The CCU patient
Over 40 years ago as a young nurse working in the Coronary Care Unit, I saw men (and they were mostly men) vow to make a change in their work habits, diet, and exercise after having a heart attack. They got discharged from the CCU, went to cardiac rehab and were on a good path with their exercise and diet. They then eased back into work. All was going well until those old habits that got them into the CCU began to creep back. Why did those changes not stick?
Hearing “you have cancer”
This is the same for someone with a new cancer diagnosis. The first time you hear the word “you have cancer” you are in disbelief. I had an unusual invasive cancer in my sternum, which should have been nothing. I didn’t feel bad and was surprised to hear those words. I was just having a little growth taken off my chest. Well, it was not so little and what followed was surgery and radiation treatments. Not fun, but it could have been much worse. For that I am thankful.
I had not been particularly mindful of my health. My weight was the highest it had ever been, and I hadn’t even been aware of those pounds creeping up. My stress level at work was high. I tried to do everything perfectly and I now admit I was the ultimate micromanager. My diet was not very good and because I had long days at work, I didn’t get regular exercise. I didn’t even think about living a healthy lifestyle. I was going through the daily motions that many of us do – you get up, have a long commute to go to work, eat lunch at your desk hunched over your computer, come home, eat dinner, watch TV, go to bed and wake up and do it again the next day. Its other people that have a heart attack, stroke, cancer, or are injured in an accident – not us, right? I think of the people I know that died suddenly and those that died slowly and painfully. I never forget.
When we are teenagers we think we are invincible. When we age, we realize we are not invincible. What we do is concede and accept our illnesses as the reason we can’t or don’t live a healthier lifestyle. We hear lots of people saying my diabetes, my knees, my back, etc. Are we holding ourselves back and becoming our own worse enemy?
Lifespan vs healthspan
Last night I attended a conference dinner with my husband and sat next to a woman “who use to run marathons, but now is too old and her back hurts.” She stated she was 55 yrs old and travels a lot for work (sitting) and just can’t get in the time to train anymore (planning), plus she says she is too old now for marathons (mindset). This woman has possibly another 45 years to live and is only a little more than halfway through her lifespan. She is already acquiescing a less than optimal healthspan at age 55. She considers running a marathon as all or nothing as her mode of exercise. There are other ways to maintain your fitness. Would that change if she had a traumatic life event that served as a wakeup call?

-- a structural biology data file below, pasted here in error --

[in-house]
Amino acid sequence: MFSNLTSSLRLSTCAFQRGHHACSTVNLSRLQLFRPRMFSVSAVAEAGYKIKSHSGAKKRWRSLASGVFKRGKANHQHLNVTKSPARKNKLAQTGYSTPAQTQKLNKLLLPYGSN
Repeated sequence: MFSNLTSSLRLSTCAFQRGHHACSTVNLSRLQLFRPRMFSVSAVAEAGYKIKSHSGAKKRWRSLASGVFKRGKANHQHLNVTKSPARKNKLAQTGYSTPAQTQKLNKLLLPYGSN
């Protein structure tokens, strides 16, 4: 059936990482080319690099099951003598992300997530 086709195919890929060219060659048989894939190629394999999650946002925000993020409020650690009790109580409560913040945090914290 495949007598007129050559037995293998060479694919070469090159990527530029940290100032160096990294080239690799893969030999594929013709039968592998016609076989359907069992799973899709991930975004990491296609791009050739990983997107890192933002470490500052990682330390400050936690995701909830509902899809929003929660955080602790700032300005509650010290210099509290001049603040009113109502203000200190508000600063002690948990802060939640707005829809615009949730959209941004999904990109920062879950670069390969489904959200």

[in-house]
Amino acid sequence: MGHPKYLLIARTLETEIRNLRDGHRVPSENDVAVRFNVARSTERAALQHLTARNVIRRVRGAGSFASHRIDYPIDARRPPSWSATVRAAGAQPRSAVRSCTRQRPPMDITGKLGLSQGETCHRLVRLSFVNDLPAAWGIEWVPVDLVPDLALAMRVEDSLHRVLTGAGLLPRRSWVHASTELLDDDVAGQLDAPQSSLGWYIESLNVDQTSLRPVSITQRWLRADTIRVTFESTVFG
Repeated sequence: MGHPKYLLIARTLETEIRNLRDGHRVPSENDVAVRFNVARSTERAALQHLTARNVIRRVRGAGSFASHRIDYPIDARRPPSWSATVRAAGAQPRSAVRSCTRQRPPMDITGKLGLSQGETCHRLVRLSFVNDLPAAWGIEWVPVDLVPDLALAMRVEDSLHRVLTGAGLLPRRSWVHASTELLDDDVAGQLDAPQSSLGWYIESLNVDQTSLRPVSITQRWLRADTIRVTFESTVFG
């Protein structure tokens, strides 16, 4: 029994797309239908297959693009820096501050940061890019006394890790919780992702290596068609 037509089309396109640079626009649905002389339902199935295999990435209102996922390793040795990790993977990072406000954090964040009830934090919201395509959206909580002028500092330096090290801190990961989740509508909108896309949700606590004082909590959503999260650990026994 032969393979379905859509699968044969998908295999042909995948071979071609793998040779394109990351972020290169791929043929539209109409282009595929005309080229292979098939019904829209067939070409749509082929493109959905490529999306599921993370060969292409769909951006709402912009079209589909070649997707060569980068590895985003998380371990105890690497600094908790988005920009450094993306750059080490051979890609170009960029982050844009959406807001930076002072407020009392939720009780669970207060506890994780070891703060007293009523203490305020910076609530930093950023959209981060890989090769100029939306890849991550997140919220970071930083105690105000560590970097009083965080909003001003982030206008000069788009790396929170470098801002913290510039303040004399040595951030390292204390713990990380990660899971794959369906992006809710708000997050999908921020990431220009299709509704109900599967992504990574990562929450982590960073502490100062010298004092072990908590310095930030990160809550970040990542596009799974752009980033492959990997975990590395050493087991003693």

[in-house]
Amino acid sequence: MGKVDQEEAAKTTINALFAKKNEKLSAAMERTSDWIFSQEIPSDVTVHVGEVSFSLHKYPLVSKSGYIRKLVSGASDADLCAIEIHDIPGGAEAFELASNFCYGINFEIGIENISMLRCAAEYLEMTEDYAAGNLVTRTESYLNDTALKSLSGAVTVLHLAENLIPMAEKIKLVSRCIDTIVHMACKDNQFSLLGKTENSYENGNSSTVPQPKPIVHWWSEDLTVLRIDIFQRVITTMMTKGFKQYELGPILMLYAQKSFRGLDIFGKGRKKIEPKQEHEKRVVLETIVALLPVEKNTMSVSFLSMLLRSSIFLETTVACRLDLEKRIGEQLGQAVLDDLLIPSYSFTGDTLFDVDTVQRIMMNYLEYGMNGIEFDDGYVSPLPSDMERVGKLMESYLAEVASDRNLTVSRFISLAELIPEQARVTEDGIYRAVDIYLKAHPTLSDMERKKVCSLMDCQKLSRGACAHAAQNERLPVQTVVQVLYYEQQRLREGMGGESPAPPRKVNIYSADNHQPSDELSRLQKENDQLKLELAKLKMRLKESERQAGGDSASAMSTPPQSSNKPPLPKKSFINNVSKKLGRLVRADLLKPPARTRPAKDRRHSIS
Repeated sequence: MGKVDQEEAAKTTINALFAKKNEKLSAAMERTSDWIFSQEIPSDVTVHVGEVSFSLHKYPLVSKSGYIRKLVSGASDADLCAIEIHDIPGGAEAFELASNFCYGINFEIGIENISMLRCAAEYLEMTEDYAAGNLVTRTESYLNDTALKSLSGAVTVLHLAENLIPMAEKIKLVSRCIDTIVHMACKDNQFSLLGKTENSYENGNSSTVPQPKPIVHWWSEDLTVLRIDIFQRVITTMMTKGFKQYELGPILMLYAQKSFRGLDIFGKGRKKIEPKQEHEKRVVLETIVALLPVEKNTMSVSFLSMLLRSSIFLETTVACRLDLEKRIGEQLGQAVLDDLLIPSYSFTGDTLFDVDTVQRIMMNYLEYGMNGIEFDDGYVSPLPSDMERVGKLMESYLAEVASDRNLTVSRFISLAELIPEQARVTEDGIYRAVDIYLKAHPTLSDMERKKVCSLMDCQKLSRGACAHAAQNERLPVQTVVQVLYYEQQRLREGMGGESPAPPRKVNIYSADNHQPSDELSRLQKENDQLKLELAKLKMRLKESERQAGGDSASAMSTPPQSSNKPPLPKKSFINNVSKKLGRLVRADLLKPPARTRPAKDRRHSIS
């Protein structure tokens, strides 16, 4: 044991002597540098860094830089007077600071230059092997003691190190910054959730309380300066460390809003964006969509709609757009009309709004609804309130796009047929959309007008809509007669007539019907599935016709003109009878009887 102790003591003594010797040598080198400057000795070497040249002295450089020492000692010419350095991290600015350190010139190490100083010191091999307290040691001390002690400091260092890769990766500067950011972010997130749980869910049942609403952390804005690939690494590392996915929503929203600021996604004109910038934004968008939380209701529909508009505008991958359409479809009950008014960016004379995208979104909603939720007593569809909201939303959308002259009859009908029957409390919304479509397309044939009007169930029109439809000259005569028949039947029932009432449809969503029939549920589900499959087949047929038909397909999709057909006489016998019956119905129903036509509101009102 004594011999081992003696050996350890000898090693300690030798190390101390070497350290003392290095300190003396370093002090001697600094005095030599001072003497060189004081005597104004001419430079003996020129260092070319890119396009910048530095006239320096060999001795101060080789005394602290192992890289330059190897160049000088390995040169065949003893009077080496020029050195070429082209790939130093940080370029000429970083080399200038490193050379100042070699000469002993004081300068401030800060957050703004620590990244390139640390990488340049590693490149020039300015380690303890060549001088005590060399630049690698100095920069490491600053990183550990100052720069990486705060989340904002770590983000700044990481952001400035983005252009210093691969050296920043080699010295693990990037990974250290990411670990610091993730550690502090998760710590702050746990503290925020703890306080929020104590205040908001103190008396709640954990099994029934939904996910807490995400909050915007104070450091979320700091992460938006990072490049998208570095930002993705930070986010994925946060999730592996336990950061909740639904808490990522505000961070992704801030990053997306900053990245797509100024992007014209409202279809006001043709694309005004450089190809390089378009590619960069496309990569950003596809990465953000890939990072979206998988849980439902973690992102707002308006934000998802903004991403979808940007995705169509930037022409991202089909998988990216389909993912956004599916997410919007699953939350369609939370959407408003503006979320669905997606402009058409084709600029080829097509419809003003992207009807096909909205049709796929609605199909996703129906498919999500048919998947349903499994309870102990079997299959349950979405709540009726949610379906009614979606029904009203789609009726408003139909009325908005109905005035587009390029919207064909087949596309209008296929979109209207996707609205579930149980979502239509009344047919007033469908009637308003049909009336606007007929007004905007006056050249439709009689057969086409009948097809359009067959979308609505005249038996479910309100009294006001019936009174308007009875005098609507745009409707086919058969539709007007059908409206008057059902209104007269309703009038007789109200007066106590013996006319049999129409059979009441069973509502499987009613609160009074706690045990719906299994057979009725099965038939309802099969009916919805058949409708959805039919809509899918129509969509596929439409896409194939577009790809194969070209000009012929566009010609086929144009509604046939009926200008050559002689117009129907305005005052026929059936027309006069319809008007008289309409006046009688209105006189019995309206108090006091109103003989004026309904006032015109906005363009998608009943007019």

I was inspired by Lisa Tuozzolo, the widow of the NYPD officer killed in the line of duty. She ran the New York Marathon on Nov 3rd in his honor. She looked strong and fit and had a team of NYPD family running with her to the finish line. Hopefully, she and her support team will adopt a healthy lifestyle in the memory of Officer Tuozzolo for the rest of their life.
I often query people that have lost over 100 pounds, started and stuck with a workout program, or started and stuck to a diet plan. The response is always the same. They say “today was the day I was going to start, and I meant it”. This is a very different response to those who say “I’ll wait until Monday or wait until the New Year”. I believe for it to be successful, it has to be Right Now.
How do you find your Right Now? I believe that you have to want the change and are willing to do the work. Losing weight to fit into a dress for a wedding is not going to make the habit stick. Yes, it may help in the short term. Being honest with yourself is the most important thing you can do.
Is that piece of cake and risking type II diabetes more important than saying no at that moment? Is carving out an extra 30 minutes in the morning to hit the gym or go out and walk just too hard to get out of bed? If you answer yes, it will be hard to make the change.
If an NFL Cleveland offensive lineman can do it
In the Wall Street Journal (Nov 4th) Jen Murphy highlighted Joe Thomas a former NFL Cleveland Browns offensive lineman. These guys are BIG and they eat a lot. Many of them, when they retire continue to eat their 10,000 calories and don’t work out because of injuries. That’s a traumatic life event that involves a change in lifestyle. You lose your line of work you loved and you have painful chronic injuries. Joe Thomas’s strategy is diet and exercise to lose weight. He also does yoga, which is pretty cool for a former tough guy that ran into people for a living. He swims, lost weight and is committed to a new lifestyle. In the article, he stated he had to “re-teach myself to be a normal human again.” Now, that is a lifestyle change.
Maybe the key to success is re-teaching yourself to adopt the lifestyle you want. It won’t be easy, but if you want to do it, you can. A little planning (plan your meals, time to work out, time to meditate) will make it easier. If you mess up one day, get back on track and don’t throw the baby out with the bathwater.
You’ve got this – with whatever change you want to make. Don’t wait for something traumatic to happen to say “I need to make a change.” You will end up like the patients I took care of in the CCU – a few weeks of change and then back to the status quo.
As we begin to look towards the holidays, this is a great time to get started! What’s stopping you? Only you are stopping you. What change do you want to make?